The implementation of ECDIS has advanced considerably in the last few years, and most ships have already been using ECDIS as a primary means of navigation for half a decade. Even the late bloomers implemented the system well before the respective deadlines, of which the latest was July 2018.
ECDIS has been the main topic of quite a few publications, too ̶ not only in recent years. One of the classics, “The Electronic Chart”, was initially published in English in 2001 and is now in its 4th revised edition. More recent works such as “ECDIS Basics”, published after the finalisation of the Manila Amendments to take into account all relevant changes, are also already in their advanced years.
Universities offering nautical studies and maritime academies include ECDIS as a regular topic in their curriculum. In Germany, for example, all graduates since 2006 have the ECDIS generic competence included.
So, one could think that the topic has well and truly arrived on the ships. While this is true in a technical sense, since every bridge is equipped with an ECDIS, it is less true concerning the understanding and mindset towards it.
However, this does not mean that crews are not trained in the use of ECDIS as both generic and type-specific training has become standard. Officers are aware of how to use the functions of their ECDIS. The question that remains is this: How should ECDIS be integrated in the bridge watch and overall navigation procedures?
And there, the mindset starts to diverge. On the one hand, there are constant warnings about the overreliance on ECIDS appropriate warnings, nonetheless. On the other hand, navigators tend to underestimate the use of ECDIS. It is a common stereotype attributed to older officers and captains, thus people who grew up with the traditional way of paper navigation and supposedly no understanding of modern methods. This does no justice to either these navigators or this topic.
Underestimating the ECDIS is a common mindset, even with young navigators who are very confident in using it. It mainly concerns voyage monitoring capacities, especially route and chart alerts. In a way, it can be traced back to the older issue with alarm fatigue.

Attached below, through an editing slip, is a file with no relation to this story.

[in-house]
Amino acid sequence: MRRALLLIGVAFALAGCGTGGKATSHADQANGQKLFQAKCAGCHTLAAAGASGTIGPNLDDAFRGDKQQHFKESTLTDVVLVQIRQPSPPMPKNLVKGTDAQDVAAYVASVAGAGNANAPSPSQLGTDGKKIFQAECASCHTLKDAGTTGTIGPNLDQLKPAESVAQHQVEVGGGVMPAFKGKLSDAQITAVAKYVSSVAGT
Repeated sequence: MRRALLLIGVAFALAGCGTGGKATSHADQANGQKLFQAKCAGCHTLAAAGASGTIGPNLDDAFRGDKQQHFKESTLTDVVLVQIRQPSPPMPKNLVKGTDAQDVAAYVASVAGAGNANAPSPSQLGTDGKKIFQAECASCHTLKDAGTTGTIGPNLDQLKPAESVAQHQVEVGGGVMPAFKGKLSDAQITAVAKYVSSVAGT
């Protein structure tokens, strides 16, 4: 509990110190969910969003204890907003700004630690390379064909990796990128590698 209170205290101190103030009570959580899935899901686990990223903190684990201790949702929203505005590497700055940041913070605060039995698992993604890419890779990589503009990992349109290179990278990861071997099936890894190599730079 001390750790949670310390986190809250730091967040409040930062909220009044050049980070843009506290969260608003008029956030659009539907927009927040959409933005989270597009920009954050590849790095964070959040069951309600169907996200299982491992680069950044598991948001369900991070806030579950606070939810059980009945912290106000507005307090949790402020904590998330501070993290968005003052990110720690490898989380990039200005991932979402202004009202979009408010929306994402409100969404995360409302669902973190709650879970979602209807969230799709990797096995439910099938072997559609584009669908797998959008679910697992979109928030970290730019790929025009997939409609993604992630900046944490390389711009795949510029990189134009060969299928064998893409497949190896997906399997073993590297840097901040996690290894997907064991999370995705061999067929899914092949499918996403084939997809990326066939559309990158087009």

ECDIS used to cause a number of audible alerts that many navigators perceived as excessive. The IMO and IEC since addressed the issue. Resolving it through the unification of alert behaviour, including the reduction of audible alerts, lead to updated ECDIS performance standards and in turn to new ECDIS software with fewer alerts.
Still, many navigators try to avoid anything that causes an alert on the ECDIS, including turning off the automatic detection of chart dangers ahead of their ship. While incidents like the grounding of “Ovit” show the risks of overreliance on any single system, especially with insufficient knowledge about it, underestimating and avoiding these systems altogether is not the correct use either.
A lot of thought has been put into the design of safety-related functions. From expert committees at international organisations defining the requirements, through experienced navigators designing the functions, to manufacturers’ technicians making them fail-safe, all have been striving to make ECDIS functions safe. All this thought can indeed be useful support during a navigation watch.
The typical approach should be to utilise such functions in the best way possible. This implies integrating them into the bridge procedures and keeping the safest watch achievable – with all available means